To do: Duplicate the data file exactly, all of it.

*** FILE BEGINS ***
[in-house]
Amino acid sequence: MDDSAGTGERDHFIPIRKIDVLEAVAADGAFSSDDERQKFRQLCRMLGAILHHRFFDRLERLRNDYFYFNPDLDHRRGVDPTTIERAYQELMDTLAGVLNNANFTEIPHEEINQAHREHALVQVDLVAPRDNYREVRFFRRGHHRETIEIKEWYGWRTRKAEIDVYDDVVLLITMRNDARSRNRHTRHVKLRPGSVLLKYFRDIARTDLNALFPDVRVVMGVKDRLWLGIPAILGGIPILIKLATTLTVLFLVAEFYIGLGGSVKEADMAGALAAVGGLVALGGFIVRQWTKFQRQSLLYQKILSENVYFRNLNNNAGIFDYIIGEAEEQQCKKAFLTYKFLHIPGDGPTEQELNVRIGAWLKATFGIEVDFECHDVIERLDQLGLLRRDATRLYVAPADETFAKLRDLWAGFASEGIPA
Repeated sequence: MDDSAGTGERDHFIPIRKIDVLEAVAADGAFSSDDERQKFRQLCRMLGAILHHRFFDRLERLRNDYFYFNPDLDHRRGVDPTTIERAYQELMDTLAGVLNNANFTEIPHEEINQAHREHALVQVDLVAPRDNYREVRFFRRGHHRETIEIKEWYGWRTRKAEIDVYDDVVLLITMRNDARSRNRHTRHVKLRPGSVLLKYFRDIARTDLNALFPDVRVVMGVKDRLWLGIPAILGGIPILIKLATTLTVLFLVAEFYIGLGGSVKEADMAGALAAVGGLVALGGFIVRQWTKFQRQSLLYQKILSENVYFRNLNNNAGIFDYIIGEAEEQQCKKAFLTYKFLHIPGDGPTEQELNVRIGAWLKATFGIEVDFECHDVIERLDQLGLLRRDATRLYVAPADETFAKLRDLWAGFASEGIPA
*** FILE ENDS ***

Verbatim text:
[in-house]
Amino acid sequence: MDDSAGTGERDHFIPIRKIDVLEAVAADGAFSSDDERQKFRQLCRMLGAILHHRFFDRLERLRNDYFYFNPDLDHRRGVDPTTIERAYQELMDTLAGVLNNANFTEIPHEEINQAHREHALVQVDLVAPRDNYREVRFFRRGHHRETIEIKEWYGWRTRKAEIDVYDDVVLLITMRNDARSRNRHTRHVKLRPGSVLLKYFRDIARTDLNALFPDVRVVMGVKDRLWLGIPAILGGIPILIKLATTLTVLFLVAEFYIGLGGSVKEADMAGALAAVGGLVALGGFIVRQWTKFQRQSLLYQKILSENVYFRNLNNNAGIFDYIIGEAEEQQCKKAFLTYKFLHIPGDGPTEQELNVRIGAWLKATFGIEVDFECHDVIERLDQLGLLRRDATRLYVAPADETFAKLRDLWAGFASEGIPA
Repeated sequence: MDDSAGTGERDHFIPIRKIDVLEAVAADGAFSSDDERQKFRQLCRMLGAILHHRFFDRLERLRNDYFYFNPDLDHRRGVDPTTIERAYQELMDTLAGVLNNANFTEIPHEEINQAHREHALVQVDLVAPRDNYREVRFFRRGHHRETIEIKEWYGWRTRKAEIDVYDDVVLLITMRNDARSRNRHTRHVKLRPGSVLLKYFRDIARTDLNALFPDVRVVMGVKDRLWLGIPAILGGIPILIKLATTLTVLFLVAEFYIGLGGSVKEADMAGALAAVGGLVALGGFIVRQWTKFQRQSLLYQKILSENVYFRNLNNNAGIFDYIIGEAEEQQCKKAFLTYKFLHIPGDGPTEQELNVRIGAWLKATFGIEVDFECHDVIERLDQLGLLRRDATRLYVAPADETFAKLRDLWAGFASEGIPA